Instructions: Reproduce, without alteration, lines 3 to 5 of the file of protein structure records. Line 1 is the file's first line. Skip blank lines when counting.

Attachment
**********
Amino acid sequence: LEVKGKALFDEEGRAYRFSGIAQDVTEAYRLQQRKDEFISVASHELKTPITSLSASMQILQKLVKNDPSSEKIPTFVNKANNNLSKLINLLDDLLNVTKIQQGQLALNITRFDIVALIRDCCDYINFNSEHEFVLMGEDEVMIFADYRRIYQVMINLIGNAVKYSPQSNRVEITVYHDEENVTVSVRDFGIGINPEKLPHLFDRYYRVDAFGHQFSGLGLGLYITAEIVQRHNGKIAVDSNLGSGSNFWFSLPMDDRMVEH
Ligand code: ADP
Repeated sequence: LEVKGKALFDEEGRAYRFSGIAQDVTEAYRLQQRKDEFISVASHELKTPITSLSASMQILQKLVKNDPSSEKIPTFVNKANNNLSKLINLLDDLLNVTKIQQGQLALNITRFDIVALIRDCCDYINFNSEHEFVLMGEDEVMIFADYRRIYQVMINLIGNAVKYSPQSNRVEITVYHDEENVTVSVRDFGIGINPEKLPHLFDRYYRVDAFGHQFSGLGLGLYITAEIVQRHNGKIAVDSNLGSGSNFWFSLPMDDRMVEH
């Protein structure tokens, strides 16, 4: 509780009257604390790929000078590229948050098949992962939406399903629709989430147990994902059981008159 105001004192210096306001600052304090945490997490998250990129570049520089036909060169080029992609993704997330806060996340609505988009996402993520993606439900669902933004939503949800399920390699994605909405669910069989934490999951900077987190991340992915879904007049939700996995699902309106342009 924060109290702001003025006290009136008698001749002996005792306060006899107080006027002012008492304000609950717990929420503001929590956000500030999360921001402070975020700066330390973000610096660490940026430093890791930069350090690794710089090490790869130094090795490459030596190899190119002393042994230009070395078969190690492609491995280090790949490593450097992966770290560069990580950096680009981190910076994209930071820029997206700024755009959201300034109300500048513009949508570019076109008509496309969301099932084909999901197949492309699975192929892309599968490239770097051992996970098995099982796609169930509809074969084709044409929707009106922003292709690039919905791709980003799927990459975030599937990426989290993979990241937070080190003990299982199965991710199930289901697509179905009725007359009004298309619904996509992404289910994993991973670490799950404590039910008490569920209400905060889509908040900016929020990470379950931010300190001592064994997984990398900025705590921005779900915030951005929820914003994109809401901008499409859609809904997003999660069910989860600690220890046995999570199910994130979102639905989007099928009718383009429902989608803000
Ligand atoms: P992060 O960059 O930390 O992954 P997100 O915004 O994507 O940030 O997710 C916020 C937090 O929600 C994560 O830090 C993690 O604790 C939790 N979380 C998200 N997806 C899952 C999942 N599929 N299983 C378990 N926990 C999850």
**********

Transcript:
Repeated sequence: LEVKGKALFDEEGRAYRFSGIAQDVTEAYRLQQRKDEFISVASHELKTPITSLSASMQILQKLVKNDPSSEKIPTFVNKANNNLSKLINLLDDLLNVTKIQQGQLALNITRFDIVALIRDCCDYINFNSEHEFVLMGEDEVMIFADYRRIYQVMINLIGNAVKYSPQSNRVEITVYHDEENVTVSVRDFGIGINPEKLPHLFDRYYRVDAFGHQFSGLGLGLYITAEIVQRHNGKIAVDSNLGSGSNFWFSLPMDDRMVEH
């Protein structure tokens, strides 16, 4: 509780009257604390790929000078590229948050098949992962939406399903629709989430147990994902059981008159 105001004192210096306001600052304090945490997490998250990129570049520089036909060169080029992609993704997330806060996340609505988009996402993520993606439900669902933004939503949800399920390699994605909405669910069989934490999951900077987190991340992915879904007049939700996995699902309106342009 924060109290702001003025006290009136008698001749002996005792306060006899107080006027002012008492304000609950717990929420503001929590956000500030999360921001402070975020700066330390973000610096660490940026430093890791930069350090690794710089090490790869130094090795490459030596190899190119002393042994230009070395078969190690492609491995280090790949490593450097992966770290560069990580950096680009981190910076994209930071820029997206700024755009959201300034109300500048513009949508570019076109008509496309969301099932084909999901197949492309699975192929892309599968490239770097051992996970098995099982796609169930509809074969084709044409929707009106922003292709690039919905791709980003799927990459975030599937990426989290993979990241937070080190003990299982199965991710199930289901697509179905009725007359009004298309619904996509992404289910994993991973670490799950404590039910008490569920209400905060889509908040900016929020990470379950931010300190001592064994997984990398900025705590921005779900915030951005929820914003994109809401901008499409859609809904997003999660069910989860600690220890046995999570199910994130979102639905989007099928009718383009429902989608803000
Ligand atoms: P992060 O960059 O930390 O992954 P997100 O915004 O994507 O940030 O997710 C916020 C937090 O929600 C994560 O830090 C993690 O604790 C939790 N979380 C998200 N997806 C899952 C999942 N599929 N299983 C378990 N926990 C999850």